The nonsense was most likely to appear in the "high society" stories, but M. is not exactly packed with ideas even at his best. That is not a criticism, not from me!

    bookaroundthecorner - I don't understand French, and don't know how to listen to audiobooks, but i have no doubt a good actor could really make "La Horla" work.

    I will try a novel or two sometime. Steegmuller thinks Pierre et Jean is M.'s best work.

  12. Maupassant has never been a big favorite of mine, though I recently re-read Bel-Ami and it was a better book than I'd remembered. He's one of my guilty displeasures -- people I know I should like, but don't.

  13. I often find it funny when writers' works cause so much confusion or lack of consensus among critics, experts, and canon developers...is what I meant. There are these people sitting in their ivory towers, mostly men, trying to decide what is the best of someone else's work and what others should read. I'm in favor of collections of all an author's work...poet, novelist, short story writer, etc.

    I have not read Maupassant's novels, so my knowledge of his writing is only the shorter pieces. But I may have to change that after some of the comments you've received.

    As for The Piece of String, I love the story and how it shows how peer pressure and self-image can play into the hands of others and how once a rumor takes hold, it can grow and take on a life of its own and even have detrimental consequences.

  14. Jenny - of anything, my problem is that I like M. too much. The trivial stories are pleasurable enough to me that I keep reading them, telling myself that I'm looking for the better ones. A potato chip sort of thing - I need the willpower to stop eating them. Although I just found another killer. I don't know.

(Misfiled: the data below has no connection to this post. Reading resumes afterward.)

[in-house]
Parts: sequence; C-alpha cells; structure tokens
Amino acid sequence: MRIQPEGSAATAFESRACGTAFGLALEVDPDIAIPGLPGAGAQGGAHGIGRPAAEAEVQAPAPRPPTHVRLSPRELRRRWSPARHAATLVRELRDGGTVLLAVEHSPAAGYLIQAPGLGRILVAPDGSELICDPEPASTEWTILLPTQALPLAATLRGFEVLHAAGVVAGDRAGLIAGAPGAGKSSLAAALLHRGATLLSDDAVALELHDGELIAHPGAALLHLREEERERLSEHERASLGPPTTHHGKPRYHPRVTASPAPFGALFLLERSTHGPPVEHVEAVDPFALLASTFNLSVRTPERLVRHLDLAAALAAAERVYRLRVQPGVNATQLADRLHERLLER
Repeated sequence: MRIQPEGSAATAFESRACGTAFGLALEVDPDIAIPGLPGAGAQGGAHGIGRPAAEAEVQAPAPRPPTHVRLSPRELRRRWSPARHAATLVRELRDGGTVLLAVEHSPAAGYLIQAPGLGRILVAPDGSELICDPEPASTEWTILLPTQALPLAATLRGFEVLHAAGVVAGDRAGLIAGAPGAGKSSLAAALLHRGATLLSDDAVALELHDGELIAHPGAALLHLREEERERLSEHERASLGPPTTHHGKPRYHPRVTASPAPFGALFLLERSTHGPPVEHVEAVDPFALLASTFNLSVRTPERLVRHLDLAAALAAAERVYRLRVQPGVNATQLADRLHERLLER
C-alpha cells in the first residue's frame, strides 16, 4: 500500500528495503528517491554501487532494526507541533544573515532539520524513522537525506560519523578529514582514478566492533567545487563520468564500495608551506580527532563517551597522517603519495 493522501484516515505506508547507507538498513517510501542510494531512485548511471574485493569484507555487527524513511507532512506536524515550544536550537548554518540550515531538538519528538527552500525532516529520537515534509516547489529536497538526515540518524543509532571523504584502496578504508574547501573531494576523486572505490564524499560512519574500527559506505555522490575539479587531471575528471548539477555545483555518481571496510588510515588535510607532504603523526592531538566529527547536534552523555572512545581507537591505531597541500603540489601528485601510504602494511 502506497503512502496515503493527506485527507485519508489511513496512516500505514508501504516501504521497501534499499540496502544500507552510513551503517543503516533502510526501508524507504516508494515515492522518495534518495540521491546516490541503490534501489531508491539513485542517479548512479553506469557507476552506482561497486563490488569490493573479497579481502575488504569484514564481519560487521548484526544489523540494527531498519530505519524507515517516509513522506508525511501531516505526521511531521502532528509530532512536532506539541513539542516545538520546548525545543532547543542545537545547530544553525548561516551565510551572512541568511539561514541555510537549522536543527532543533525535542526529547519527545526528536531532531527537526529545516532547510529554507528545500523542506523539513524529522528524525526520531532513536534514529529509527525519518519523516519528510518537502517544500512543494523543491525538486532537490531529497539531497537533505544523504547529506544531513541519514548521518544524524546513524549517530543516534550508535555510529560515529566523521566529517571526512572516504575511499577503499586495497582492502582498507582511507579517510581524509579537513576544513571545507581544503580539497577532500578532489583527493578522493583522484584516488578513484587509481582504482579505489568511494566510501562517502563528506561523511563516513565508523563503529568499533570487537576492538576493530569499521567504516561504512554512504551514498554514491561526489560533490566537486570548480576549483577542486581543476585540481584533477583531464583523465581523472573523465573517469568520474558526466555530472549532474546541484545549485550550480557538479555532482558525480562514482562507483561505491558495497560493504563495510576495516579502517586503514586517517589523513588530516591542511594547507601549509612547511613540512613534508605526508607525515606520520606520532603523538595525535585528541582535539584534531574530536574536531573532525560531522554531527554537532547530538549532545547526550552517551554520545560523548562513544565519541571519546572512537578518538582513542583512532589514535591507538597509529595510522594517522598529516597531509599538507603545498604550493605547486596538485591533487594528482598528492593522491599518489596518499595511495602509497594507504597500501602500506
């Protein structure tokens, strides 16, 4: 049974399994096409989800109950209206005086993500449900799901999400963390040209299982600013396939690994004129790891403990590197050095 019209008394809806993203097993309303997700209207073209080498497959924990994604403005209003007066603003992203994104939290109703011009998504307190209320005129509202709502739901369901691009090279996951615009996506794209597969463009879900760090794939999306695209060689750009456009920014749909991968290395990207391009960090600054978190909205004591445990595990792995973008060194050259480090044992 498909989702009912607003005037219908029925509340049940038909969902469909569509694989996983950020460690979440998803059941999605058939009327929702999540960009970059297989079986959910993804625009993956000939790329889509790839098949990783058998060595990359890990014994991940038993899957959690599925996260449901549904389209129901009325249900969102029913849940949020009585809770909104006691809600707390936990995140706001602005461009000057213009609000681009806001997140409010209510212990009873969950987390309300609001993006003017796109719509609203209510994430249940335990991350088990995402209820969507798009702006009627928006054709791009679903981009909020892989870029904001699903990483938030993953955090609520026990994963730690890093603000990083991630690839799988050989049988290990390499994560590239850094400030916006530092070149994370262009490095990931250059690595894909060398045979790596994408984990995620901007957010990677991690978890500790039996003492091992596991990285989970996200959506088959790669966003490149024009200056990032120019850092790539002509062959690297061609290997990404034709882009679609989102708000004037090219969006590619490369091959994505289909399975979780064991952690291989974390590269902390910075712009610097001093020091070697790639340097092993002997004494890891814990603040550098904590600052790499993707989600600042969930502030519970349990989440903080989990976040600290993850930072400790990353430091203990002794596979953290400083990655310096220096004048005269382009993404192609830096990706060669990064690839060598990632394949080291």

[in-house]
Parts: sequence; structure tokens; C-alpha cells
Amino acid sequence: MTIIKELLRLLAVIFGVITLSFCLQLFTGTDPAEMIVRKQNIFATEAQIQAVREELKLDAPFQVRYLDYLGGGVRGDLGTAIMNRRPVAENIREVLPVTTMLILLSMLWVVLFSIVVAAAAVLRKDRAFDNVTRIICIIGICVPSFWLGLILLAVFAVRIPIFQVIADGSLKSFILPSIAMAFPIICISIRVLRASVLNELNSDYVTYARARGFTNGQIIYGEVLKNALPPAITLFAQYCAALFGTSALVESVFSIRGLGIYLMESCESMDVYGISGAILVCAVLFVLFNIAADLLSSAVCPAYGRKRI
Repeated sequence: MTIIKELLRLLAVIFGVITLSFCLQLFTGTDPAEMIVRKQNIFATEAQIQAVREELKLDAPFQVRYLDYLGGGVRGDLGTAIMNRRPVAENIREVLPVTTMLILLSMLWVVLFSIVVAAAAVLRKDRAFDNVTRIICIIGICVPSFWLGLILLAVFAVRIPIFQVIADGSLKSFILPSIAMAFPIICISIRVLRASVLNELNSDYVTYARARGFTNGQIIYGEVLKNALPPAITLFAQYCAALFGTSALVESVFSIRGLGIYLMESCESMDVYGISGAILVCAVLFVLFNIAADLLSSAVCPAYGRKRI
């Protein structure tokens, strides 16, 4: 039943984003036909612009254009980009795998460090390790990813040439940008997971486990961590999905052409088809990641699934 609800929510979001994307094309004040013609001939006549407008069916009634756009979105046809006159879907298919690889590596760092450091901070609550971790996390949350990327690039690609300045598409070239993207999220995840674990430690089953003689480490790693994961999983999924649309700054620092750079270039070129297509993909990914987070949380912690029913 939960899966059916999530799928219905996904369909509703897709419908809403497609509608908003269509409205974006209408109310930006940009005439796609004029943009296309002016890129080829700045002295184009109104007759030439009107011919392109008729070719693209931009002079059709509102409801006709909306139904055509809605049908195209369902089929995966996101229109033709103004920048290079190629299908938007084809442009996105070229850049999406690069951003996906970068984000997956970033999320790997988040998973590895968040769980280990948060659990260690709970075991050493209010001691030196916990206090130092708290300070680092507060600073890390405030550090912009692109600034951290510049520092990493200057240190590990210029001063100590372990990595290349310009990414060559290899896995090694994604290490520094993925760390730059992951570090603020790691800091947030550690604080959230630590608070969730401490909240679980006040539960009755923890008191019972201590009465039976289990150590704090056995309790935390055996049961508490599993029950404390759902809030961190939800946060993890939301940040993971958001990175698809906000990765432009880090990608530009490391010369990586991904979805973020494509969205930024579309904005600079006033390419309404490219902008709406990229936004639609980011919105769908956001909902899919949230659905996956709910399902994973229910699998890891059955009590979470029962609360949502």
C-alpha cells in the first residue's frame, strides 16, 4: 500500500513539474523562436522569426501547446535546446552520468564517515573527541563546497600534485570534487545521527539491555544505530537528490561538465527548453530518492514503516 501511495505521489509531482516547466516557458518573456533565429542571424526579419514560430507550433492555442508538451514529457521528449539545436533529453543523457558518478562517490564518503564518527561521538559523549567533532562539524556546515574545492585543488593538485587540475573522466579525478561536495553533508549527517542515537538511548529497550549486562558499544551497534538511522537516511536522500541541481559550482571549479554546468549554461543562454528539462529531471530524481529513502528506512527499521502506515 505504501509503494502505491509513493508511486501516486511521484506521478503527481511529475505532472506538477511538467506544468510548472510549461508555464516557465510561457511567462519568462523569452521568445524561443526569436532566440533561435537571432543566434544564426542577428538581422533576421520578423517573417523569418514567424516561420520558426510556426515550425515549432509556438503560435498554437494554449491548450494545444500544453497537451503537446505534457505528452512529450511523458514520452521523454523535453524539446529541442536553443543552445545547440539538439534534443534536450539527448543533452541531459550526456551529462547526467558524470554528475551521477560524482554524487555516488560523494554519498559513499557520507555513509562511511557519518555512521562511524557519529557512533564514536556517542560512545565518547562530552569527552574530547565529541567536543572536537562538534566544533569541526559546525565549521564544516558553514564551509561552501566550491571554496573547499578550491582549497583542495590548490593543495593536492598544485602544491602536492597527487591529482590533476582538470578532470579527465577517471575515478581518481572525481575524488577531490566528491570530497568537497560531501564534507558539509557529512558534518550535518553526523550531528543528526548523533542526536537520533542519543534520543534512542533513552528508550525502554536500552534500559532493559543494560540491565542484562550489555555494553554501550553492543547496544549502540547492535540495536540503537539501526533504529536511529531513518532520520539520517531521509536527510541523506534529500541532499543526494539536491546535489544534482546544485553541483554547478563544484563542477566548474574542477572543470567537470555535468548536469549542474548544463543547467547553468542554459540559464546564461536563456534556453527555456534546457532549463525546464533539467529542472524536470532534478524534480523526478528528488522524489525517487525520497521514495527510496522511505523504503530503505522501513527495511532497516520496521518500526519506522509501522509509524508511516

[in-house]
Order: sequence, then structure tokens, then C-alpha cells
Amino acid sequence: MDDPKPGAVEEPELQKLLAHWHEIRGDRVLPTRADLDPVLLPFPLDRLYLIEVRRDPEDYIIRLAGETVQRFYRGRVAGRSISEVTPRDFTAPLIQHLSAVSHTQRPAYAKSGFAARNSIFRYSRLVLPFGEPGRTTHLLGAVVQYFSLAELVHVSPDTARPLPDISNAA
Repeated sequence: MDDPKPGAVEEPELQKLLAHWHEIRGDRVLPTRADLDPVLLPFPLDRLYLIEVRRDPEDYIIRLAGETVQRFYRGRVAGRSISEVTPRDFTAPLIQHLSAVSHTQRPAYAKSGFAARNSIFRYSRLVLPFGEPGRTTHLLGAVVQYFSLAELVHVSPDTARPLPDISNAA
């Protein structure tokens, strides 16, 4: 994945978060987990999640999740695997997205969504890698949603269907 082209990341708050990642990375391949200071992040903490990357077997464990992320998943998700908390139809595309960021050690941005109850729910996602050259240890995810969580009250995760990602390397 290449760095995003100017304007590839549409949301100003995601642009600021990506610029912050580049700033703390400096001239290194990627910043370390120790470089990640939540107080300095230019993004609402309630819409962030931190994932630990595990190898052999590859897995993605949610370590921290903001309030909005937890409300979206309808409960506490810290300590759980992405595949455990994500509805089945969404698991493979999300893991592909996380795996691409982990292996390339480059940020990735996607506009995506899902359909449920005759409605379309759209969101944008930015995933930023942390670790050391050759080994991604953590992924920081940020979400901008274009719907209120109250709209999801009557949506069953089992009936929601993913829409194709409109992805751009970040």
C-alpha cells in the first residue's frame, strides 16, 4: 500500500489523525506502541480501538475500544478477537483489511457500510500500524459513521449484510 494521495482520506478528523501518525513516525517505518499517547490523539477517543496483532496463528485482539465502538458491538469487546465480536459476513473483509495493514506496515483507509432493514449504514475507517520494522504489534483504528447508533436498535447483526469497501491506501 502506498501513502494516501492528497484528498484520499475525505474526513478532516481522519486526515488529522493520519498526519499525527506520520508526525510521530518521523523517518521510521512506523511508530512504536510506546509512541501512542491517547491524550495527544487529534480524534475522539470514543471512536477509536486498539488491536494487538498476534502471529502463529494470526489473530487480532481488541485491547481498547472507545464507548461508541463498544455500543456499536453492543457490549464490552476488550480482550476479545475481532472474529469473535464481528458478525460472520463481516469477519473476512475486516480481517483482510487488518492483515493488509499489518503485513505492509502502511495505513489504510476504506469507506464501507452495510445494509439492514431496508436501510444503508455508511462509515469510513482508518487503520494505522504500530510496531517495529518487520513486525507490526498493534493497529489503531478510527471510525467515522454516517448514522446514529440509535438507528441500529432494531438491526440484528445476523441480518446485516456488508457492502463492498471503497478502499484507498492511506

Serena - quit pulling my leg!

    "Hey, I heard you liked Tolstoy. I was wondering where to start."
    "Just read it all!"
    "OK. How about, um, Dickens?"
    "Oh. How about -"
    "How - "
    "I said all! All! All!"

    You're gonna make it kind of hard for a teacher to write a syllabus.

  15. I was wondering whether or not Serena's comment was meant as "flame bait" or not!- On reading everything by an author-good idea if we have infinite unlimited time to read-I recently, just because I felt like it, read and posted on all of the 85 or so short stories of Katherine Mansfield-book bloggers, 90 percent female, can help develop the evolving canon-to me to say a work is of canon status is a description and a prescription-

  16. No, no, I got that potato chip thing from your original post. I just don't have that reaction to him. I have that just-one-more reaction to, um, definitely Wilkie Collins, and Dickens, and Louis Aragon (well, not his giant earnest Communist novels, but the early and late stuff), and Colette, and T.C. Boyle's short stories but not his novels, and lots of people. But not Maupassant.

  17. Now, reading all of Katherine Mansfield's stories, that sounded quite rewarding. You found a few scraps and unfinished things that weren't so hot, if I remember correctly.

    The big difference - and this is tomorrow's post, I guess - is that almost all of those Mansfield stories were consciously crafted artworks. That just isn't true of Maupassant. There's a split I'm going to try to write about.

    Jenny, I hope you, as a Flaubert enthusiast, find it interesting. Although - but that's next week, not tomorrow.

  18. I did find reading all the Katherine Mansfield stories very rewarding-some are not great works of art but all represent a real effort-no story factory products-

  19. Thanks for this post!! Just discovered it. I am also trying to see what all the Guy De fuss is about. Would you care to discuss who the greatest short story writers of all time are? Any genre. Any century.

  20. Bala, thank you. I figured Maupassant out to my own satisfaction. I won't speak for anyone else.

    I love it when other people write about the greatest short story writers 0 greatest anything - but I am not much of a list-maker myself, in part because my opinions are so conventional. Chekhov, Hemingway, O'Connor (both of them), blah blah blah. Whichever writers everyone else thinks is great, that's my list.